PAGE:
Susan Calhoun Pund Park
April 28, 1939 – February 25, 2022
Susan Calhoun Pund Park 1939-2022 Boston lost one of its proudest advocates and champions when Susan Park passed away after a lengthy illness on February 25, 2022, at Massachusetts General Hospital. Susan was born in Boston on April 28, 1939 to Mr. and Mrs. Henry R. and Susan Broyles Pund. The family then moved to Darien, CT where Susan was raised. Susan is predeceased by her husband, Joseph “Joe” Field Park, Jr., in 2008, and by her brother, Peter Pund, of Machias, Maine. Susan leaves loving Broyles and Pund family nephews, nieces, cousins and godchildren. Joe left loving Henry and Park family nephews and nieces. Susan and Joe were married in a ceremony on September 7, 1963, in Darien, CT. The newlyweds lived in New York City for several years before moving to Boston. Ever the idealistic pioneers, the couple moved to the South End of Boston and bought their first home on Gray Street in 1969. Appreciating the significant collection of historic, Victorian, brick row houses, elegant parks and distinctive architecture that grace the South End, Susan, and a dedicated group of neighbors, worked tirelessly to prevent further urban renewal demolition in this National Register worthy district. To reinforce those efforts, Susan joined the South End Historical Society, founded in 1966 (SEHS) and for decades, advocated for the formal creation of landmark protections for this impressive 300+ acre Historic District. As a result of her indefatigable dedication and passion, Susan was elected as the President of the SEHS, a position which she held for many years. After painstakingly documenting and assessing the neighborhood’s distinctive architecture, the South End Landmark District was finally created in 1983 by the City of Boston’s Landmarks Commission. This legislated designation finally offered permanent protection from demolition and supported education regarding the value of the South End as a national treasure. For decades, Susan was a fearless and constant voice for neighborhood improvements, including historic lighting, appropriate street trees and plantings, and the restoration of our elegant Period parks. Time and time again, Susan, through her impassioned dedication and the power of her personality, would organize a group of neighbors to give of their time and resources to preserve and enhance special neighborhood treasures from Ginko trees to endless flower gardens. Expanding her vision from Boston’s historic South End to all of Boston’s historic architecture, Susan and other preservationists came together and created the Boston Preservation Alliance (BPA) in 1982. With Susan serving as the BPA’s President, their mission was, as it is today, to advocate for Boston’s historic, built environment both Downtown and in the neighborhoods. In recognition of Susan’s, and her husband, Joe’s enormous contributions to the City of Boston, over decades, they were presented with the prestigious John Codman Preservation Award, by the Boston Preservation Alliance. Her friend, Mayor Thomas M. Menino, often remarked with a grin that “Susan Park is a Boston Landmark.” After the nationwide, Bicentennial celebration, in 1976, and Tall Ships Event bringing to Boston people and tall ships from around the world, Susan and other civic leaders conceived of a celebration of Boston’s own maritime heritage. Susan, working in concert with a group of historic site directors, tourism officials, restauranteurs and business and civic leaders, created “Boston Harborfest” in 1981. Its purpose was to, once again, bring alive Boston’s celebrated maritime history and increase tourism over the July 4th holiday. Susan served as President of this highly successful annual event until 2014. In addition to the South End Historical Society, Boston Harborfest and the Boston Preservation Alliance, Susan and Joe were active in a number of non- profits including the Ellis Memorial Neighborhood Assn., Hale House, Friends of Hayes Park, The English-Speaking Union and Freedom Trail Foundation. They were also active members of The Country Club and the Union Boat Club. A gifted floral designer and garden enthusiast, Susan volunteered for many Citywide events including creating the floral arrangements for Great Britain’s Queen Elizabeth’s visit to the Bicentennial celebration. Susan and her neighbors were also responsible for the creation of the award-winning Hayes Park on a vacant lot located at Warren Ave. and West Canton St. Because of Susan’s love and appreciation of the City’s green spaces, Mayor Menino appointed Susan to the Boston Parks and Recreation Commission. She worked diligently to improve and create parks throughout the City of Boston. Susan and Joe enjoyed vacationing in Vermont and York Harbor, Maine. Avid dog lovers, Susan and Joe considered their Scottish Terriers part of their family. Her friends and neighbors will long remember Susan and Joe walking their beloved dogs through the South End neighborhood, tending to spring bulbs, visiting with friends, and celebrating the community they helped to preserve and restore. In lieu of flowers, donations may be made in Susan’s memory to the Boston Preservation Alliance, P.O. Box 256140, Dorchester, MA 02125; https://bostonpreservation.org/, and the South End Historical Society, 532 Massachusetts Ave., Boston, MA 02118; https://www.southendhistoricalsociety.org/. At Susan’s request, a private burial service will be held at a later date.See more See Less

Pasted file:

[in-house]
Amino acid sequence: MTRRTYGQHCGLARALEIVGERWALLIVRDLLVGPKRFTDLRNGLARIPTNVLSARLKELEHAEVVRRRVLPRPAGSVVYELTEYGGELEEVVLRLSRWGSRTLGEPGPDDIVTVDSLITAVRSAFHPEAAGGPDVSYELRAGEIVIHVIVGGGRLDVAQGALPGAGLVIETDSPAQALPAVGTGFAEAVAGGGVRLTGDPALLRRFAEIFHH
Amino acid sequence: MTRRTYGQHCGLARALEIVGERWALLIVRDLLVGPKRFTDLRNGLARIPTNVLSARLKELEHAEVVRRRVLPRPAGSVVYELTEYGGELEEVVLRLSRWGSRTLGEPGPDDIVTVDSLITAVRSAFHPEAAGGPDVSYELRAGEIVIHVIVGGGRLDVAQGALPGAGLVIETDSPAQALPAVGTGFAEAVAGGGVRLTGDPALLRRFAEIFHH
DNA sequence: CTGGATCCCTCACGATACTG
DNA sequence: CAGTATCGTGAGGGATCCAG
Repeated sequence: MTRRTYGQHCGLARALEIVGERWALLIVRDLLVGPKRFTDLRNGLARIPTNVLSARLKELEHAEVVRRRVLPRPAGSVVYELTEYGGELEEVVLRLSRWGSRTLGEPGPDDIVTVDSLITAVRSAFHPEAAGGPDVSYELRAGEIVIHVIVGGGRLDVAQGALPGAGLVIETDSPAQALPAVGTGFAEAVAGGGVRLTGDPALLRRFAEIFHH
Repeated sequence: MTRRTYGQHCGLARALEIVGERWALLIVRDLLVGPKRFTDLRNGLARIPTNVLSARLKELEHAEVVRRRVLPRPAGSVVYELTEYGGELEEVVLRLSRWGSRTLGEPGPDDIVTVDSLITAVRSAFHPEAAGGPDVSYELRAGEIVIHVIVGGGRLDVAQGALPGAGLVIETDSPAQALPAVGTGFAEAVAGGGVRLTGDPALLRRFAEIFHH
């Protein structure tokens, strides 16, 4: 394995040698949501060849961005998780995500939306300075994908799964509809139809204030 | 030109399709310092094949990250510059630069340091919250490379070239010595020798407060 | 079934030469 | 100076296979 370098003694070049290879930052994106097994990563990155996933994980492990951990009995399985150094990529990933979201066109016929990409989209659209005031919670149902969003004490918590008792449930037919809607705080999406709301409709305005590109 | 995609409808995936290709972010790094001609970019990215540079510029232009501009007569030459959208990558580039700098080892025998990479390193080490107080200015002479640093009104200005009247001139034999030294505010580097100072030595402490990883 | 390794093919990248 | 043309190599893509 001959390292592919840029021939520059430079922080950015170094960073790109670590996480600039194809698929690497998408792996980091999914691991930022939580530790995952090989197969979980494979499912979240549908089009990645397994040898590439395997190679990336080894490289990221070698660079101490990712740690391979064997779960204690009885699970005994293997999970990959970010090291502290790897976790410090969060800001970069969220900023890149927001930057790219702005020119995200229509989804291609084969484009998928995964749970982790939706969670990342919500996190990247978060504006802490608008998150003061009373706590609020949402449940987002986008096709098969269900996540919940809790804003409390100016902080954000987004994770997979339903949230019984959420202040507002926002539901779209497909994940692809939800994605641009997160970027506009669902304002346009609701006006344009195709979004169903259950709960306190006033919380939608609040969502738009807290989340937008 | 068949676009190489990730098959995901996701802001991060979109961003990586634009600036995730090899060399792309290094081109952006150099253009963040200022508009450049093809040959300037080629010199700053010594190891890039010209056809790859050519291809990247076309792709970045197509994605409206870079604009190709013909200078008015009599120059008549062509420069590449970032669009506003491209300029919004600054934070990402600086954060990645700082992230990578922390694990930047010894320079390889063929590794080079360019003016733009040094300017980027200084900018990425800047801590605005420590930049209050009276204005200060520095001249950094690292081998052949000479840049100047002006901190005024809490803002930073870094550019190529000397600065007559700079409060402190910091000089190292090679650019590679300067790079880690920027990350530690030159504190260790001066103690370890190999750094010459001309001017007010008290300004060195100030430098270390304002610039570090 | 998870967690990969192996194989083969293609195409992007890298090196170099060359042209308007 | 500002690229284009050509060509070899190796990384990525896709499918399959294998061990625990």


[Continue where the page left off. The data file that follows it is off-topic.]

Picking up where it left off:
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In Memory Of
Susan Calhoun Pund Park
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